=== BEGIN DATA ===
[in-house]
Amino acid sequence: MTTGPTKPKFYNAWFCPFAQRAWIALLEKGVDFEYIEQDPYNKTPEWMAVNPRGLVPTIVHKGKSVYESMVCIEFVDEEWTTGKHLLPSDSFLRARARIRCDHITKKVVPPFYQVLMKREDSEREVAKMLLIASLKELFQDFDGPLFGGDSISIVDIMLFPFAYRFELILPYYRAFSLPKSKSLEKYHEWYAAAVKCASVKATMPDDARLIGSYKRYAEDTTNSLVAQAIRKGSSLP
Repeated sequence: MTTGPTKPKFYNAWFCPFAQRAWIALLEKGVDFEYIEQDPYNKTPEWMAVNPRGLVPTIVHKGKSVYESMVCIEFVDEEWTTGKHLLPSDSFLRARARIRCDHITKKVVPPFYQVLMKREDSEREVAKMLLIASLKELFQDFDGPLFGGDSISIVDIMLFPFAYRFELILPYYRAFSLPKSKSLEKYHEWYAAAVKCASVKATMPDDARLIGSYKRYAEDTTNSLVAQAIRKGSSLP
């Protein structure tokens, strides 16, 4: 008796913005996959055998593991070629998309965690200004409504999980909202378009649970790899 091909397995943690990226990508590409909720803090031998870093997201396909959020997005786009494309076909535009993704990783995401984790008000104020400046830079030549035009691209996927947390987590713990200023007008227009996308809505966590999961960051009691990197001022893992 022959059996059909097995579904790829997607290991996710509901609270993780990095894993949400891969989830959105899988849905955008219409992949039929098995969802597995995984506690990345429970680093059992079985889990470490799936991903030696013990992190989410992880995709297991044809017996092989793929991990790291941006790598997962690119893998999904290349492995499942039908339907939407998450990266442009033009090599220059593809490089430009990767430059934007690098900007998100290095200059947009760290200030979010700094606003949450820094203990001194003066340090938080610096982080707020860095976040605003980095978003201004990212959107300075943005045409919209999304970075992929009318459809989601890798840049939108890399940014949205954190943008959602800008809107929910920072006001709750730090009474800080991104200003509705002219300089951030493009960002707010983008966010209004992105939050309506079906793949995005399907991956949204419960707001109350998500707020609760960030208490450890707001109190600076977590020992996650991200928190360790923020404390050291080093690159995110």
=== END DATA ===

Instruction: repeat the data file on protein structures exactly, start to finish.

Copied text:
[in-house]
Amino acid sequence: MTTGPTKPKFYNAWFCPFAQRAWIALLEKGVDFEYIEQDPYNKTPEWMAVNPRGLVPTIVHKGKSVYESMVCIEFVDEEWTTGKHLLPSDSFLRARARIRCDHITKKVVPPFYQVLMKREDSEREVAKMLLIASLKELFQDFDGPLFGGDSISIVDIMLFPFAYRFELILPYYRAFSLPKSKSLEKYHEWYAAAVKCASVKATMPDDARLIGSYKRYAEDTTNSLVAQAIRKGSSLP
Repeated sequence: MTTGPTKPKFYNAWFCPFAQRAWIALLEKGVDFEYIEQDPYNKTPEWMAVNPRGLVPTIVHKGKSVYESMVCIEFVDEEWTTGKHLLPSDSFLRARARIRCDHITKKVVPPFYQVLMKREDSEREVAKMLLIASLKELFQDFDGPLFGGDSISIVDIMLFPFAYRFELILPYYRAFSLPKSKSLEKYHEWYAAAVKCASVKATMPDDARLIGSYKRYAEDTTNSLVAQAIRKGSSLP
């Protein structure tokens, strides 16, 4: 008796913005996959055998593991070629998309965690200004409504999980909202378009649970790899 091909397995943690990226990508590409909720803090031998870093997201396909959020997005786009494309076909535009993704990783995401984790008000104020400046830079030549035009691209996927947390987590713990200023007008227009996308809505966590999961960051009691990197001022893992 022959059996059909097995579904790829997607290991996710509901609270993780990095894993949400891969989830959105899988849905955008219409992949039929098995969802597995995984506690990345429970680093059992079985889990470490799936991903030696013990992190989410992880995709297991044809017996092989793929991990790291941006790598997962690119893998999904290349492995499942039908339907939407998450990266442009033009090599220059593809490089430009990767430059934007690098900007998100290095200059947009760290200030979010700094606003949450820094203990001194003066340090938080610096982080707020860095976040605003980095978003201004990212959107300075943005045409919209999304970075992929009318459809989601890798840049939108890399940014949205954190943008959602800008809107929910920072006001709750730090009474800080991104200003509705002219300089951030493009960002707010983008966010209004992105939050309506079906793949995005399907991956949204419960707001109350998500707020609760960030208490450890707001109190600076977590020992996650991200928190360790923020404390050291080093690159995110």